Bologna's Quadrilatero: Food Lovers of the World, Unite & Take Over
Bologna’s Quadrilatero: Food Lovers of the WOrld, Unite & Take Over
It’s 11pm and sleepy Piazza Maggiore is nearly ready for bed. If it were not for murmurs from a nearby alleyway, it would be completely silent. As I get nearer, it turns out the murmurs are laughter and it is soon clear what all the fuss is about. Wine is flowing and cheese is in abundance. I suddenly realise that I must have stumbled across the heart of Bologna – it's famous Quadrilatero...
It’s 11am and laughter is again beginning to fill the narrow streets of Bologna’s Quadrilatero.Famous Salumeria, Simoni, is serving the first customers of the day, and the excitement on their faces is plain as they are presented with a platter graced with the finest regional cured meats including mortadella and truffle salami. Plus a bottle of red wine, obviously. This would be me later, but I put my growing appetite to one side momentarily to allow for the best retail therapy I’ve ever had. By day, the Quadrilatero is shopping paradise for any foodie, bringing together some of the best traders in the world – all solely dedicated to selling the highest quality products from the Emilia Romagna region. I was particularly interested in two of these.
The Emilia Romagna can be proud of its contribution to cheese, but there is one in particular that undoubtedly wears the crown: the wonderful fruity and nutty Parmigiano Reggiano. Never have I approached cheese shopping so meticulously, as with Parmigiano it is not simply a case of one size fits all. Most quality Parmigiano Reggiano is aged between 12-36 months – the longer the aging, the greater complexity of flavour and subsequent rise in price. It’s worth bearing in mind that the label, “Mezzano”, is an indication of poorer quality Parmigiano that has not passed certified standards. Although, you’d be hard-pressed to find any of this laying round in the Quadrilatero. Numerous outlets in the Quadrilatero source this iconic cheese at different maturities and in different sizes; it is even possible to buy a whole wheel. This reminds me of an episode of Chef’s Table on Netflix featuring famous chef Massimo Bottura. Rather intriguingly, to tell if parmigiano is ready, a hammer is applied to the wheel and the tester listens for tones to indicate whether the cheese has aged as expected. Bottura himself is infatuated with parmigiano, using a variety aged as long as 50 months in his theatrical creation, five different ages of Parmigiano Reggiano in five different textures. This trademark dish is a wonderful celebration of this beloved cheese, but be prepared to depart with a small fortune if you wish to try it.
Speaking of small fortunes, my focus moved from cheese to Modena’s claim to fame: balsamic vinegar. True balsamic vinegar is left to ferment over at least 12 years, absorbing fantastic flavours such as cherry and chestnut depending on the oaks in which it is aged. Unparalleled to the industrial black slime found in supermarkets, the sign of an accomplished balsamic is the DOP certification which, in English, means protected name of origin. Essentially DOP is a stamp of approval for quality. Much like Parmigiano, this liquid gold can demand quite the premium, but to an even greater extent. Certain balsamic vinegars are aged for over 20 years, and can reach in the region of hundreds of pounds for just a small bottle. Luckily - the intensity of flavour means it can be used sparingly, plus it will keep indefinitely.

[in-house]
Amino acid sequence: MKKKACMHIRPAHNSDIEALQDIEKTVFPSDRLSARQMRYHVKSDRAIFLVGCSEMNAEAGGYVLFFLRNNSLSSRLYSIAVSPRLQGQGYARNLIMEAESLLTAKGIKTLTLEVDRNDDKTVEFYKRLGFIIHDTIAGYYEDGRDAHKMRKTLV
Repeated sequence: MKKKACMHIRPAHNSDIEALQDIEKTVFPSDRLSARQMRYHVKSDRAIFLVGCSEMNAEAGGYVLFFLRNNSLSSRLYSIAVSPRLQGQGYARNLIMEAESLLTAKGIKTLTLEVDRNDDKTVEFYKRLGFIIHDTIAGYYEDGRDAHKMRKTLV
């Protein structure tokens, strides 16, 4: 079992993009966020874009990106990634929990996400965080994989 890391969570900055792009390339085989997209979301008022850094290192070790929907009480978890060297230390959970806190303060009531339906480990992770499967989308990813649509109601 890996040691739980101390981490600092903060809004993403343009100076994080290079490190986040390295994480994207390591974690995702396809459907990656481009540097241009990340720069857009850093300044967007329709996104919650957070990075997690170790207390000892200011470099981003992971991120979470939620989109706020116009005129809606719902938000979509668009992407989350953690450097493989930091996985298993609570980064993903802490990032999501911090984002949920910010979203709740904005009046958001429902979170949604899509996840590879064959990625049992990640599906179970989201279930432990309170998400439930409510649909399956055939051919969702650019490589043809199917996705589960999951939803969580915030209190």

Shopping for Parmigiano Reggiano and balsamic vinegar is expensive work, and fortunately my stomach stopped me from being too careless with my money. It was time for lunch; cured meat and cheese was a given but I spent some time deliberating over tigelle or piadina – the region’s popular breads. Tigelle is best described as thin circles of bread that are served in reasonable quantity, accompanied by cheeses and cured meats. A couple beside me look rather enthused at the luxurious picnic in front of them, poised to dig in to the huge ball of squacquerone that laid in front of them. It is clear that tigelle allows for a more involved experience, but, on this occasion, I go for a piadina which is essentially a flatbread. Inside is Italian bacon known as coppa, smoked scamorza cheese and rocket, finished with a generous covering of balsamic vinegar – a dream combination with the peppery rocket. I could have eaten it all over, and at just 6 euros it was tempting to do so. But conscious of the inevitable feasting I would later do at dinner, it was probably time to leave.
The Quadrilatero, whilst predominantly an absolute pleasure, did leave me feeling somewhat bittersweet. Food shopping doesn’t get much better than this, and I couldn’t help but imagine, with some sadness, the prospect of my next food shop being not in the Quadrilatero, but instead my local Tesco.
For a taste of Bologna’s best pasta, a visit to Sflogia Rina is very much recommended!
Learn about the classic Emilia Romagna dish, Tortellini in Brodo, here